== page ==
One example is that of Jaoudat Abouazza, a Palestinian Canadian who was arrested for a minor traffic violation in Cambridge, Massachusetts in May, 2002 and who ended up being accused of terrorism. Abouazza spent 42 days in a Massachusetts county jail where he was beaten, stripped, deprived of sleep, and subjected to medical torture—the forced removal of four teeth against his will. Despite the efforts of a number of activists to bring this to the attention of the media, the story was ignored. There were no questions asked of the sheriff running the jail, no calls for resignation, no expressions of outrage, and no investigations. There are thousands of other examples in the U.S. prison system alone.

So why was the Abu Ghraib story allowed to surface? Why would the U.S. risk such a damaging portrayal of its military and its policies at a time when its occupation of Iraq needed all possible support? What compelled the U.S. to expose itself? Leaks about the prison torture said that the abuses started at the end of the summer 2003. Why did they only come out in 2004? In the past, the U.S. has managed to turn negative outcomes to its advantage. Why not in this case? How could publishing such a disgrace be to its benefit?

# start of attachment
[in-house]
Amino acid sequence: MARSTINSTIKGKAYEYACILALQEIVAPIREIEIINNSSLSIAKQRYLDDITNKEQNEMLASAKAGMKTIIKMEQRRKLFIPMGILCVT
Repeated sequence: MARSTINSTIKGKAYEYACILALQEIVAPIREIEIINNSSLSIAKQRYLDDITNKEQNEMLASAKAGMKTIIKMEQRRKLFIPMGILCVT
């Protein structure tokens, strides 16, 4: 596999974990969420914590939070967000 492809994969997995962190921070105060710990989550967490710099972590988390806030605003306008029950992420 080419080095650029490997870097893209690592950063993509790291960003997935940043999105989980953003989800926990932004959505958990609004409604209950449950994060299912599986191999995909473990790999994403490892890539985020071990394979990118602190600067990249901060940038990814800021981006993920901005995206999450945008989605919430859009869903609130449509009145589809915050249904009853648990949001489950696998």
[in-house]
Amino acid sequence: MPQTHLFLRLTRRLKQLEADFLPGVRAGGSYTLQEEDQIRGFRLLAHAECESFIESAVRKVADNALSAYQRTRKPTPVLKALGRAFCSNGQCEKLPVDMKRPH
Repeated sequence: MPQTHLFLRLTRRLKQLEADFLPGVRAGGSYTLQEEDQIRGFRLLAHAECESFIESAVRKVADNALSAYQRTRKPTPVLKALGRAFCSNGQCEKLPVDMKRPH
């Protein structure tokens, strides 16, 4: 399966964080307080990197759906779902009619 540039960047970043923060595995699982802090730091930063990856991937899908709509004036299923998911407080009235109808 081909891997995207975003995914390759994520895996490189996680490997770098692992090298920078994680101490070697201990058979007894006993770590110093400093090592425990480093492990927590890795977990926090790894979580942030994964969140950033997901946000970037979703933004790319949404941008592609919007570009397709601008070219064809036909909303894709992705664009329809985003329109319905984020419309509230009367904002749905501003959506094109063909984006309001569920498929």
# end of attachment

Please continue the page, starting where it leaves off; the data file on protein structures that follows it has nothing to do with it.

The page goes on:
Leading up to the war, the Bush administration invented the pretexts of weapons of mass destruction, links between Al Qa’eda and Saddam, and ending Saddam’s oppression of the Iraqis. Hidden motives, of course, were Iraqi oil, profits for defense contractors, the establishment of major bases, political domination of the region, and a general display to the rest of the planet of U.S. military power. As an Egyptian proverb says: “Beat a chained man to frighten the rest who are free.” For the last fourteen years, Iraq has been that chained victim.